Pembroke: Some headhunters have a heart

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The Independent Online
INTERESTING to see the different reactions within the world of executive search to BBC1's Headhunters series, which began on Sunday. The programme, in case you missed it, portrayed headhunters as suit-wearing assassins who would trade their first-born for a decent CV to put on their shortlist.

In the world of director- level search, the reaction was typically snooty. No, no, nothing like the real thing, dear boy. 'I can't see it doing us any damage,' said Michael Brandon of Korn Ferry Carre Oborn. Sir John Trelawny, chairman of Goddard Kay Rogers, was equally lofty. 'I thought the person portrayed was singularly nasty. Whereas most of the people I work with are very nice.'

City headhunters seemed to love it. You could almost hear the braces twanging at the thought of being seen as someone who drives fast cars and quaffs champagne after wrecking someone's business. 'There is a lot of aggressive talking and you need to be driven in both your private life and your business life,' rapped one. But he did admit that the suicide of the elderly lawyer whose star entertainment department was snatched away 'probably didn't do us any favours.'

MICK NEWMARCH will have to be at his pugilistic best later this month when he fronts a Prudential conference aimed at independent financial advisers. The event will be hosted by Sir David Frost, who will tackle him with questions supplied from the floor. No worries, says the Pru. 'Mr Newmarch is good in spontaneous situations. He won't prepare. He'll do it cold.' An invitation to disaster, surely?

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THE LUCKY purchaser of the Foravan House Hotel, near Aberdeen, may get a little more than he bargained for. The 18th century pile comes complete with resident ghost.

Guests at the 18-bedroom country house hotel near Newburgh (asking price: pounds 350,000) have fled from spooks. And one businessman asked to be moved after feeling a clammy hand on his shoulder.

The manager, Robert White, remains unbothered by tales of non-paying guests drifting through walls. 'I've never seen anything in the five years I've been here, but some residents say they have.' He feels that the restless spirit may be an attractive selling point.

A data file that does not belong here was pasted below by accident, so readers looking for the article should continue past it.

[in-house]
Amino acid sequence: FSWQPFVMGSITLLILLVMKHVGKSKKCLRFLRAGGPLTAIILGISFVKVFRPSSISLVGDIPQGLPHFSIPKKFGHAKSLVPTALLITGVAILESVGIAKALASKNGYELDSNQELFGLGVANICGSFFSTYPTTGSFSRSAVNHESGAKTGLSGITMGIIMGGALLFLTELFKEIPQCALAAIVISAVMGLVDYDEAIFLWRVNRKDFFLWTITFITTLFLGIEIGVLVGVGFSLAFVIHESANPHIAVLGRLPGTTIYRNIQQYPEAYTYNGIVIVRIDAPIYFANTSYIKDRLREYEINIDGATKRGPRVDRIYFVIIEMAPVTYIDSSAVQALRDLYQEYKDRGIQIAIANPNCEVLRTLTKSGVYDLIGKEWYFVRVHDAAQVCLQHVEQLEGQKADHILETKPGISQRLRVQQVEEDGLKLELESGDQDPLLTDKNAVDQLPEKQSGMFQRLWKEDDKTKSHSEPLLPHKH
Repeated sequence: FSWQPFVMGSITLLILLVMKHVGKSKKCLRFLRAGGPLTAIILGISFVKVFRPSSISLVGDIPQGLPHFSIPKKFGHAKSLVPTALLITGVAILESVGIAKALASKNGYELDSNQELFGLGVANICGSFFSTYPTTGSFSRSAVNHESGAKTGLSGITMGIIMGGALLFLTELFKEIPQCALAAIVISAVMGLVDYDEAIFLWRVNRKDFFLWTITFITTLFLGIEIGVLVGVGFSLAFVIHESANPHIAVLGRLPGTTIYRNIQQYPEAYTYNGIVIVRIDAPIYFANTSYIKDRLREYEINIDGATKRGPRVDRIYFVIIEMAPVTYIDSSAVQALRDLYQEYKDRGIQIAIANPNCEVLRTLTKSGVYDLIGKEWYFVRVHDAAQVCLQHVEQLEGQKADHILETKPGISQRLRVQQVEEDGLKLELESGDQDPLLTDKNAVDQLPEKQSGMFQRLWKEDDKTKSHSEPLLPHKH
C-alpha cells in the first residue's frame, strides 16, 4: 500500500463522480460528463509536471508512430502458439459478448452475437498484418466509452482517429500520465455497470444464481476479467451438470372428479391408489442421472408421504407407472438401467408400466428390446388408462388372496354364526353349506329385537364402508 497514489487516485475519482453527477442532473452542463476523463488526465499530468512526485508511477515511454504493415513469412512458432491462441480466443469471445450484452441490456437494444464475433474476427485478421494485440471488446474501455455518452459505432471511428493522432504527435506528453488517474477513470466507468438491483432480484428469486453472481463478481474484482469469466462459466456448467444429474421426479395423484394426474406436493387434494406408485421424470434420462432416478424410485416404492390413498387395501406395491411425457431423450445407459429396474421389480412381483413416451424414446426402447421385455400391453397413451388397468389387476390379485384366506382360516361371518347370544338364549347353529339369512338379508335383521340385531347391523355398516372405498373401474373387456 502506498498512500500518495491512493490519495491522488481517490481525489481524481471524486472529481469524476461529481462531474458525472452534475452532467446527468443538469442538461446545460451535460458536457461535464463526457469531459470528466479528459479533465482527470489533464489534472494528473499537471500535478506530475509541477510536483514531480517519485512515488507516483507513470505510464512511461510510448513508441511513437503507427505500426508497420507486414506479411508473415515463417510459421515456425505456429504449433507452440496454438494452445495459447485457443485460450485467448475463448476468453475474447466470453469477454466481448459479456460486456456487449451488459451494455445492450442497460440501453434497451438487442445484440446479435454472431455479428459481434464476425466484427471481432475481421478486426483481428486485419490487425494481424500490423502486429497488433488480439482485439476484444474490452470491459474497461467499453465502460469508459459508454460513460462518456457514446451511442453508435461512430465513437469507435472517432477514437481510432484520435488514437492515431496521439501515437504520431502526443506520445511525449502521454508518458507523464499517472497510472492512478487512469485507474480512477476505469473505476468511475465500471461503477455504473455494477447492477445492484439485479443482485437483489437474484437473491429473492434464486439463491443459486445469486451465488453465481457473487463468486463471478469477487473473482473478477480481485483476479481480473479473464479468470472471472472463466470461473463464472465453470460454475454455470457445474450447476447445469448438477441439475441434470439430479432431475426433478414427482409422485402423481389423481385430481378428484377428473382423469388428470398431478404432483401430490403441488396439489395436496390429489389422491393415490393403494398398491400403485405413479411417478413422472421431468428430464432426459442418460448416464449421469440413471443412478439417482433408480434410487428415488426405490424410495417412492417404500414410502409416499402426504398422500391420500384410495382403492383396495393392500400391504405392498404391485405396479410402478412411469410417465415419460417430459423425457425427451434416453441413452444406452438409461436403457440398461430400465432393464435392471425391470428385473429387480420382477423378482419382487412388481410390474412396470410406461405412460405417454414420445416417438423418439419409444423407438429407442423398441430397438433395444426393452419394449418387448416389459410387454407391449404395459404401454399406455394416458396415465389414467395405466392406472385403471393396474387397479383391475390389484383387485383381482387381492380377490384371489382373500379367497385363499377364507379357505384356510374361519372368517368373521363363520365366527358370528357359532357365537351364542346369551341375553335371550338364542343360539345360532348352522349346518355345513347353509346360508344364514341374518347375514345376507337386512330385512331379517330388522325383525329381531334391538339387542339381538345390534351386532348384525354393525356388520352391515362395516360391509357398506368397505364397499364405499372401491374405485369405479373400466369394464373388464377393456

ADMIRERS of the high altar candlesticks at Canterbury Cathedral might like to know that the pair are being lovingly restored to their gold-leaf splendour by Louise Mynheer, a 23-year-old caterer who used to run an office sandwich round.

'She did a short course and picked this up as her first assignment,' says Geoff Seymour of Girobank's press office. Very interesting, but why is he telling us this? 'She's my daughter,' he beams.

MIDLAND BANK seems to have its own interpretation of 'back to basics'. Judging by an exhibition the bank is sponsoring at the Royal Academy at the end of this month, it means teaching schoolchildren about the ways of the world by getting them to draw nudes.

Midland's 'Lessons In Life' is part of its Outreach programme, which takes on a whole new meaning in this context. The bank has sponsored 3,000 secondary-school children on one-day life- drawing classes, the results of which will be shown at the exhibition. A good piece of sponsorship, you might think. But would it tempt you to open an account?

THE LATEST circular issued by LWT in its attempt to fight off Granada's bid does not augur well. At least, not if its title is anything to go by. Headed 'Where's the beef' it sounds good, but Greg Dyke, the Harvard business school graduate who heads LWT, might like it less when he recalls its origins. First coined as an advertising slogan by Wendy's, the hamburger chain, it was then adopted by Walter Mondale, the Democratic presidential candidate who fought Ronald Reagan in 1984. And look what happened to him.

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